I follow people who just write what is in their head and I also follow people who constantly tweet USEFUL links. And I love them both. 

Twitter, for me, is about "What do you want to share?" than JUST "What are you doing?" ... 


Thursday, June 4, 2009

Bing Is Here

The first thing that came to my mind was "Chandler Bing" from Friends TV series but did not find Bing as funny. Neither did I find Bing that serious. Bing was launched recently.

My first impression after loading the home page was that there is something outdated about the page. I am not trying to criticize here, but when a search engine is named as a competitor of Google, it better live up to some minimum expectations. One example is when you search for "Google" on Bing, it give you two results. First one is the Google website and then a set of news on Google. Then it forces you to click another URL to see other results. This probably is not the right kind of user experience that I want.

One other observation is about how the image search compares against Google. I would just say that Google wins it hands down, because of the amount of relevant results that Google gives us. I searched for my name on Bing Image search and it gave me hardly 7 results, at the same time Google gave me 439 results of which atleast 50% were relevant images.

For exploring more on how Google and Bing performs against each other, I suggest checking out this webservice.

Till then have fun "Binging" as I go back to "Googling" ... Hope to see Bing match up to Google's level someday ...

Monday, May 18, 2009

WolframAlpha Vs Google

There is sudden buzz about WolframAlpha being a "Google killer" and I was quite surprised how that can happen when Google has been around for so long and it has vast amount of data already indexed.


Then, it turns out that WolframAlpha is a computational engine which targets at delivering the numbers in a meaningful format. 

I searched for "distance from New York to New Jersey" on WolframAlpha and it gave me the exact distance in miles (52.61 miles) and it also gave me results in meters, kilometers, nautical miles (??) and centimeters (??????). On top of it, it gave me direct travel time taken by flight, sound, light in a fibre and light in vacuum. Now most of the data that it returned are something that I do not care about. When I search the same on Google, I get links to distance calculators.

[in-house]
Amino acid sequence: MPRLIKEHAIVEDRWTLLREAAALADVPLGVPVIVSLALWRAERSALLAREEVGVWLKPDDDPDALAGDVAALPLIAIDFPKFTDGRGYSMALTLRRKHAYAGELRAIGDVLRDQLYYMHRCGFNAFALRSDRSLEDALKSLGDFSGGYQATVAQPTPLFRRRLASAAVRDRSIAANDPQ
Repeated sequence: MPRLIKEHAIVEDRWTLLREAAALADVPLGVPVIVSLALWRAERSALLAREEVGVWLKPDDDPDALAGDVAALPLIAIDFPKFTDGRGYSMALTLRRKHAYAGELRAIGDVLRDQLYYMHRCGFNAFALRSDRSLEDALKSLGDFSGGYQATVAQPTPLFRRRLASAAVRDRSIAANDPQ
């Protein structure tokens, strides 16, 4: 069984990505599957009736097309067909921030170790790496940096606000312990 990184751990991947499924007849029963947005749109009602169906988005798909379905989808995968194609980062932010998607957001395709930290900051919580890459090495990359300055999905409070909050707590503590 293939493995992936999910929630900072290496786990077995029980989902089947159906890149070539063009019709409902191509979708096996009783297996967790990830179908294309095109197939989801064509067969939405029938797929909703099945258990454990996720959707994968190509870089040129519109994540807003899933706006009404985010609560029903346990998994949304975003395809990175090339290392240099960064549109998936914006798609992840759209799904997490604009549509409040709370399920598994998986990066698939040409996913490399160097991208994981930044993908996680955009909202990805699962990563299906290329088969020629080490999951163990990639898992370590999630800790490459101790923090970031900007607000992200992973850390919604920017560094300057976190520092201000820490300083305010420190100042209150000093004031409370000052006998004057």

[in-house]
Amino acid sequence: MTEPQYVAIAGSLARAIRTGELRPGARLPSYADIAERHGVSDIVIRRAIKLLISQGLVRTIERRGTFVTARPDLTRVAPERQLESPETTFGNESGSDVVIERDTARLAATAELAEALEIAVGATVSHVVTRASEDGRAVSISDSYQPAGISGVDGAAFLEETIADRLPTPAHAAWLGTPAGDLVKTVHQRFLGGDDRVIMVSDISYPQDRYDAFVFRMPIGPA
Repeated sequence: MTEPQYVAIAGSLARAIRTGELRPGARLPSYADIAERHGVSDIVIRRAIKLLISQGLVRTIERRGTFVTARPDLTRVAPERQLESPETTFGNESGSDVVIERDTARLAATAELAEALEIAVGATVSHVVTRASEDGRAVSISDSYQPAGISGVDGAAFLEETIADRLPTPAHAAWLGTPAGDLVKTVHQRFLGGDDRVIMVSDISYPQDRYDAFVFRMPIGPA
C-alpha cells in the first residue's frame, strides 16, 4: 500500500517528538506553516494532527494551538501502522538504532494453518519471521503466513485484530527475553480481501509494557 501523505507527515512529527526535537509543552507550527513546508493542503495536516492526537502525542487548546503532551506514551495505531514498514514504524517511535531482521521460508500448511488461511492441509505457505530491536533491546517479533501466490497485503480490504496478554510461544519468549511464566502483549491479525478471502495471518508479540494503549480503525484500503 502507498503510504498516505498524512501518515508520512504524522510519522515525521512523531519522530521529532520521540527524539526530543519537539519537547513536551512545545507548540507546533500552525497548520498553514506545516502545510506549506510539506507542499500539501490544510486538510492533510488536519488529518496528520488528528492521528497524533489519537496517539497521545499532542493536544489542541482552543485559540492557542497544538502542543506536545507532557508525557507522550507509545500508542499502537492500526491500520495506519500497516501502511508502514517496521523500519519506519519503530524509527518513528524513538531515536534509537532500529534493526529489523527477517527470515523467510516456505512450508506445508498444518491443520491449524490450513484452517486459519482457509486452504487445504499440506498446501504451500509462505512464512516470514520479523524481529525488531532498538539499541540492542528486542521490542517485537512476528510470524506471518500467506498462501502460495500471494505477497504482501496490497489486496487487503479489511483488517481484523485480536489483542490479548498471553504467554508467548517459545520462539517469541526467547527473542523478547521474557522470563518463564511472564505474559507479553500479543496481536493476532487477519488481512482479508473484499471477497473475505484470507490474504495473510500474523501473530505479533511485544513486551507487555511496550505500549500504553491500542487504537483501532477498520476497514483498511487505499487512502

After going through the examples, I could gather that, WolframAlpha in its current form is a great resource for research analysts who play with data. It is not that Google cannot provide this data, but WolframAlpha makes this data understandable and much more accessible 

Search for "India literacy" on Google and you will get 61% as the first result (without even digging the link) and this was present before WolframAlpha could do it with it computation engine based on Mathematica.

Is WolframAlpha a semantic search? I don't agree entirely. The structured queries as per their examples are fine, but here is why I am saying it is not entirely semantic.

I did see some weird responses as well. I searched for "voting age US" and it did not give me any result, whereas "voting US" gave me the result as "18 years of age; universal".

I searched for "US viting" and WolframAlpha interpreted it as "US Vitina" and showed me the distance from the US to Vitina in Bosnia and Herzegovina. Google prompted me and asked "Did you mean: US voting".

WolframAlpha has taken online computing to a different level, but not yet usable by common internet user who is used to Google. They are working on a lot of stuff right now and may soon come up with something far more robust, but will it challenge Google at any point? No I don't think so, just because the purpose of WolframAlpha is completely different from what Google is designed for. 

Again, Google Squared is in the news now and is being termed as "WolframAlpha killer'.

Note to Wolfram: ... I am not looking for distance from New York to New Jersey IN CENTIMETERS OR NAUTICAL MILES, and I am definitely not interested in how soon light will reach NJ from NY in vacuum. 


Wednesday, May 13, 2009

Advent Of Real-Time Search - Checking Scoopler

Scoopler Social Media Search
Real-time web is the next big thing and there are quite a few real-time search services that are creating buzz around. Tweetmeme, OneRiot, Twitscoop, Scoopler etc. Most of these like Tweetmeme and Twitscoop focus around Twitter updates, but OneRiot and Scoopler takes it further to include other services like Digg. Scoopler, which I would really call a "social media search engine" covers Flickr, Youtube, Delicious and other services.

Scoopler keeps it simple and structures the information very effectively. It shows tweets in real-time along with the popular videos, links and images from Youtube, Flickr, Digg etc. Along with it, it also stores your last three searches thereby making it easier to switch between your results.

While your at discovering information through the search, Scoopler makes it easy by showing the entire headline and instead of going to the URL, you can get a "peek" of the content in the target URL and "share" through a host of other services.

Scoopler Peek

More than real-time web I am inclined towards onDemand web as written in the post by @rickmans. With that in mind, Scoopler comes up with too many tweets if you search for a hot topic (Eg: Adam Lambert while American Idol is being aired) and keeps pushing information onto your screen. There is no easy way, time or provision to make sense of the flowing information especially when it is a hot keyword. A "pause" button is critical for Scoopler (or for any real-time service), like in a Tweetmeme or a oneRiot.

Its not eye catchy from a look and feel perspective and I think a lot can be done to improve it.